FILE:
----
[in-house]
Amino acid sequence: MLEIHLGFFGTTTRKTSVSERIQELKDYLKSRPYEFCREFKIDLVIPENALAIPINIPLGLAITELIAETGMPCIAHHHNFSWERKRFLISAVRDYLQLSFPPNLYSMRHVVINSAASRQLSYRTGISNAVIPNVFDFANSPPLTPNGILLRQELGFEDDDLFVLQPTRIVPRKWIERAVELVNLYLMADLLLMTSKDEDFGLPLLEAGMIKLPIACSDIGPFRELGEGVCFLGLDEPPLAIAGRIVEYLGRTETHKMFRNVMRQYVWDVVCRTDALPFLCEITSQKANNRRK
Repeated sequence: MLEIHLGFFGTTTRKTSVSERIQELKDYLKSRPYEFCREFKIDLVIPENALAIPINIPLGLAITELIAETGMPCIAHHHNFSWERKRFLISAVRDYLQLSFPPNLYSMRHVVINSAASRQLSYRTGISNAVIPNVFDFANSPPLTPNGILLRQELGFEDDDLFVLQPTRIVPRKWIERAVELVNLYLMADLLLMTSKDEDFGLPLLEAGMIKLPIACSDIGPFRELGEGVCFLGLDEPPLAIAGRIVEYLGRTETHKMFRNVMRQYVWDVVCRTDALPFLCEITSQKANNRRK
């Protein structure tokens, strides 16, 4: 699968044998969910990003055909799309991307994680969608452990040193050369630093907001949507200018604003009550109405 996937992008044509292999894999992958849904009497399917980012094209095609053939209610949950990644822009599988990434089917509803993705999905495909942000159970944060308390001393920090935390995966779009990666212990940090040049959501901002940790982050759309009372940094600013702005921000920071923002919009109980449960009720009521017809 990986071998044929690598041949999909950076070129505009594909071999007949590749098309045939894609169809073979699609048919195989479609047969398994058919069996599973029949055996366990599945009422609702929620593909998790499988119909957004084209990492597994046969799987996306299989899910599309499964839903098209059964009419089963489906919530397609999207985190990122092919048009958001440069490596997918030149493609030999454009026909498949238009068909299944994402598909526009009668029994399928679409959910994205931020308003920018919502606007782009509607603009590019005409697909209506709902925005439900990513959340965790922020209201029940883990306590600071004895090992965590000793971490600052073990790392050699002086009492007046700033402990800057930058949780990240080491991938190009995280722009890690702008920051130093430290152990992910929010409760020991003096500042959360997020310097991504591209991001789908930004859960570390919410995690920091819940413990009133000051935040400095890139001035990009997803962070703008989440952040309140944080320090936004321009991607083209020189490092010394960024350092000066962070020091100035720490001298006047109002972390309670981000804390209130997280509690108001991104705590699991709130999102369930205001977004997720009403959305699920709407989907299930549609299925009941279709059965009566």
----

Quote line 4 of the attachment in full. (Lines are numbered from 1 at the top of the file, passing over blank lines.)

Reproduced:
């Protein structure tokens, strides 16, 4: 699968044998969910990003055909799309991307994680969608452990040193050369630093907001949507200018604003009550109405 996937992008044509292999894999992958849904009497399917980012094209095609053939209610949950990644822009599988990434089917509803993705999905495909942000159970944060308390001393920090935390995966779009990666212990940090040049959501901002940790982050759309009372940094600013702005921000920071923002919009109980449960009720009521017809 990986071998044929690598041949999909950076070129505009594909071999007949590749098309045939894609169809073979699609048919195989479609047969398994058919069996599973029949055996366990599945009422609702929620593909998790499988119909957004084209990492597994046969799987996306299989899910599309499964839903098209059964009419089963489906919530397609999207985190990122092919048009958001440069490596997918030149493609030999454009026909498949238009068909299944994402598909526009009668029994399928679409959910994205931020308003920018919502606007782009509607603009590019005409697909209506709902925005439900990513959340965790922020209201029940883990306590600071004895090992965590000793971490600052073990790392050699002086009492007046700033402990800057930058949780990240080491991938190009995280722009890690702008920051130093430290152990992910929010409760020991003096500042959360997020310097991504591209991001789908930004859960570390919410995690920091819940413990009133000051935040400095890139001035990009997803962070703008989440952040309140944080320090936004321009991607083209020189490092010394960024350092000066962070020091100035720490001298006047109002972390309670981000804390209130997280509690108001991104705590699991709130999102369930205001977004997720009403959305699920709407989907299930549609299925009941279709059965009566």